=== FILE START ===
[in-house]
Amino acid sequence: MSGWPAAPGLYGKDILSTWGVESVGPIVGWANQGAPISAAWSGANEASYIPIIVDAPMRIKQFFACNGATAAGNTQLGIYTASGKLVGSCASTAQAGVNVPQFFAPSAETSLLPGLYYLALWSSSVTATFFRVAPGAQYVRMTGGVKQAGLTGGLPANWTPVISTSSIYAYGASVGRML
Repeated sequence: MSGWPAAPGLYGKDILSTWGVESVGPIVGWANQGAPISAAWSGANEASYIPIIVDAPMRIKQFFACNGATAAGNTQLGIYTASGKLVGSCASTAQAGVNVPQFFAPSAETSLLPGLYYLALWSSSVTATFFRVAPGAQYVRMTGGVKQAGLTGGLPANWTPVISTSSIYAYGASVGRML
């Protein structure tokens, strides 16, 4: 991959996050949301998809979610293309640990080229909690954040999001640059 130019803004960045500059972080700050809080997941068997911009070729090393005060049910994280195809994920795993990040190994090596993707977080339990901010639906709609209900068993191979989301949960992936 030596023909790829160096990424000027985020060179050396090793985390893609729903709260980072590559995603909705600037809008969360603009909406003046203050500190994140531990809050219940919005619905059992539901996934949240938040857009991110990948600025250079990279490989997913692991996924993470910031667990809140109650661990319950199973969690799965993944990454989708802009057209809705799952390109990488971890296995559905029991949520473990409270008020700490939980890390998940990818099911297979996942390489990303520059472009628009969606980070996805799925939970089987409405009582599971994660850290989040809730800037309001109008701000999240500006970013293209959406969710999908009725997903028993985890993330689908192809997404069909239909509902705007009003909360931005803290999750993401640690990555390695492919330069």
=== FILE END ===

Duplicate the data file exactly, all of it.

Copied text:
[in-house]
Amino acid sequence: MSGWPAAPGLYGKDILSTWGVESVGPIVGWANQGAPISAAWSGANEASYIPIIVDAPMRIKQFFACNGATAAGNTQLGIYTASGKLVGSCASTAQAGVNVPQFFAPSAETSLLPGLYYLALWSSSVTATFFRVAPGAQYVRMTGGVKQAGLTGGLPANWTPVISTSSIYAYGASVGRML
Repeated sequence: MSGWPAAPGLYGKDILSTWGVESVGPIVGWANQGAPISAAWSGANEASYIPIIVDAPMRIKQFFACNGATAAGNTQLGIYTASGKLVGSCASTAQAGVNVPQFFAPSAETSLLPGLYYLALWSSSVTATFFRVAPGAQYVRMTGGVKQAGLTGGLPANWTPVISTSSIYAYGASVGRML
């Protein structure tokens, strides 16, 4: 991959996050949301998809979610293309640990080229909690954040999001640059 130019803004960045500059972080700050809080997941068997911009070729090393005060049910994280195809994920795993990040190994090596993707977080339990901010639906709609209900068993191979989301949960992936 030596023909790829160096990424000027985020060179050396090793985390893609729903709260980072590559995603909705600037809008969360603009909406003046203050500190994140531990809050219940919005619905059992539901996934949240938040857009991110990948600025250079990279490989997913692991996924993470910031667990809140109650661990319950199973969690799965993944990454989708802009057209809705799952390109990488971890296995559905029991949520473990409270008020700490939980890390998940990818099911297979996942390489990303520059472009628009969606980070996805799925939970089987409405009582599971994660850290989040809730800037309001109008701000999240500006970013293209959406969710999908009725997903028993985890993330689908192809997404069909239909509902705007009003909360931005803290999750993401640690990555390695492919330069």